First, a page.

Twenty-two years after his Costume Institute internship scored him a ticket to the Met Gala’s after party, Zac Posen decked out his celebrity female guests with 3-D designs.
Katie Holmes, Jourdan Dunn, Nina Dobrev, Gia Coppola and Deepika Padukone each wore sculptural 3-D garments or accessories designed by Zac Posen x GE Additive x Protolabs. They all descended on his East 54th Street offices Monday afternoon before boarding the 40-foot white party bus he chartered for them so they could remain standing en route to the Met. Posen said he aimed to show the boundlessness of creativity. “Did I ever think that I would be working on a Met Gala with plastics scientists and engineers that build jet engines? Never,” he said.
The designer teamed up with GE about a year ago and started the project by visiting a 3-D-printing facility in Pittsburgh. “We used a technique called SLA, which involves micro liquid layers of plastic — thinner than a piece of hair — that is layered on and guided by a laser that forms the shape that has been digitally rendered. That’s how you get the dimensions,” said Posen, noting how three petals take four to five days to layer and print. “As it’s printing, it’s curing with the lasers as well. The polymers are bonding together, which holds the form and the heat cures that. It’s pretty camp in its own way.”
Dunn’s rose gown featured 21 petals, averaging 20 inches and weighing a pound each. Finished with primer and color shifting automotive paint, the cage that fastens the petals was made of titanium. Dunn’s body mapping took a full hour, scanning every inch of her whole body. “This dress is made and molded for me. No one else can wear this but me,” she said. “That whole experience was surreal.” And instead of the usual crazy, hectic last-minute changes before the gala, this year has been “super-chilled,” Dunn said. “I’m just excited for everyone to see this amazing piece of art.”
Dobrev’s bustier required more than 200 hours of work, whereas Holmes’ palm leaf collar accessory was made of Accura 60 plastic and printed on a stereolithography machine. The bustier’s fragility required the help of five people just to put it on Dobrev. Having recently watched a documentary about robots, she said the fact that the garment was 3-D-printed is both the coolest and the scariest part of it. “The dress was basically made by a robot in a way. It was designed by Zac. Between him and the robot, it’s the most futuristic thing I’ve ever worn,” Dobrev said, unfazed by the machine-versus-man element. “Technology and life are going in that direction. Instead of fighting it, we should try to coexist in the best way to do it. There are certain things that you can and can’t do,” noting how the bustier required six weeks to be developed, including more than one week to be printed in Germany.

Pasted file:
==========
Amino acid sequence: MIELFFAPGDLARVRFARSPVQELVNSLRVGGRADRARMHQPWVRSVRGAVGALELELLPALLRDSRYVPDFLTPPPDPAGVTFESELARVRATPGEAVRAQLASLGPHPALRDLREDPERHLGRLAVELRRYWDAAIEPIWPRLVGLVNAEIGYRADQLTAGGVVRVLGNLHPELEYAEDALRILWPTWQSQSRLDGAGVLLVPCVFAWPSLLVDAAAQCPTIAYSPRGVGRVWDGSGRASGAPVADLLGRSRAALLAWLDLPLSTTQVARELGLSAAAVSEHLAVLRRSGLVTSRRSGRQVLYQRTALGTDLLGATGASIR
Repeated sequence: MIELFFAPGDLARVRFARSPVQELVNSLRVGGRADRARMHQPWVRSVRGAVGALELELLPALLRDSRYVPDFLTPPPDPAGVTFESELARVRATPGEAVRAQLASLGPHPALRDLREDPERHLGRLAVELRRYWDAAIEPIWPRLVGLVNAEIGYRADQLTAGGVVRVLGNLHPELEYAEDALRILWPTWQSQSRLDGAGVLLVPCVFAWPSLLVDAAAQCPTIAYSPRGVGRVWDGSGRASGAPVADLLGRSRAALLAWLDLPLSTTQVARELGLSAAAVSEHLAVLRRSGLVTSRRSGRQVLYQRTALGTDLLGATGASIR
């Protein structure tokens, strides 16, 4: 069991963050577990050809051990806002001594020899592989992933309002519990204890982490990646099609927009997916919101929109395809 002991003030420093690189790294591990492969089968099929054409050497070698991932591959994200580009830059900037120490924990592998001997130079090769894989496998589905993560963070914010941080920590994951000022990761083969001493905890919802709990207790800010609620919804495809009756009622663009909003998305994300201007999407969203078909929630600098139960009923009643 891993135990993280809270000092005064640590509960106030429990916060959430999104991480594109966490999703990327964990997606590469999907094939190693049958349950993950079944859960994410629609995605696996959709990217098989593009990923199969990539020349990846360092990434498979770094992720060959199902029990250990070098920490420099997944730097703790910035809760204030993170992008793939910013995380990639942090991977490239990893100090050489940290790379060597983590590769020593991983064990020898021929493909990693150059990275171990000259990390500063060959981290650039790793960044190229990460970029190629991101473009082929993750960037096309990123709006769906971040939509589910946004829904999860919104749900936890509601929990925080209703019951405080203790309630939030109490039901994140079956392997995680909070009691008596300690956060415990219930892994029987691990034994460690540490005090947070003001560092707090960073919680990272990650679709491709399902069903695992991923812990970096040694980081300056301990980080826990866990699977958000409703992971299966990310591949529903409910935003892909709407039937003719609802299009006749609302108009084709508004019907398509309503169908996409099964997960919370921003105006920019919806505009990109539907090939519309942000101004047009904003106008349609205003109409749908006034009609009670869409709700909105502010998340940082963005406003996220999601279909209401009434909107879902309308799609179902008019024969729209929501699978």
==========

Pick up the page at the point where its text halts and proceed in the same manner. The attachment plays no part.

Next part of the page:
Garner donned a headpiece made of Nylon 12 plastic and printed on a Multi Jet Fusion machine, and Padukone wore a gown with 408 delicately printed 3-D embroidery. Posen, meanwhile, dressed up the velvet Brooks Brothers jacket (in an Oscar Wilde-inspired purple) that he planned to wear with 3-D cuff links. His dinner guests Andrew Garfield and Vito Schnabel had Brooks Brothers ensembles to wear, too.
Posen advised “Ozark” actress Garner, a rookie to the Met gala, to approach it like a performance in a show. “It’s almost easier for me. I’m portraying someone else. I’m not having anyone look at me. I wanted to walk like that on the subway every day,” she said. “We did a block rehearsal — the movement of a scene.”
Above the whir of a hair dryer, Garner said, “We’re New Yorkers. I grew up going to the Met. It’s not every day you go to the Met at night.”
Nearby, another first-timer, Coppola, was having her makeup done by Charlotte Tilbury. She and tablemate Garfield would have plenty to chat about. Coppola is directing and cowriting “Mainstream,” in which Garfield and Maya Hawke will headline. (The latter has modeled for Posen.)
As an 11-time guest, Dunn said everybody still gets nervous. “When you’re all lined up — amongst greatness — everyone is anxious and nervous. That feels a bit comforting, knowing that someone of that level is feeling the same thing that I’m feeling,” she said.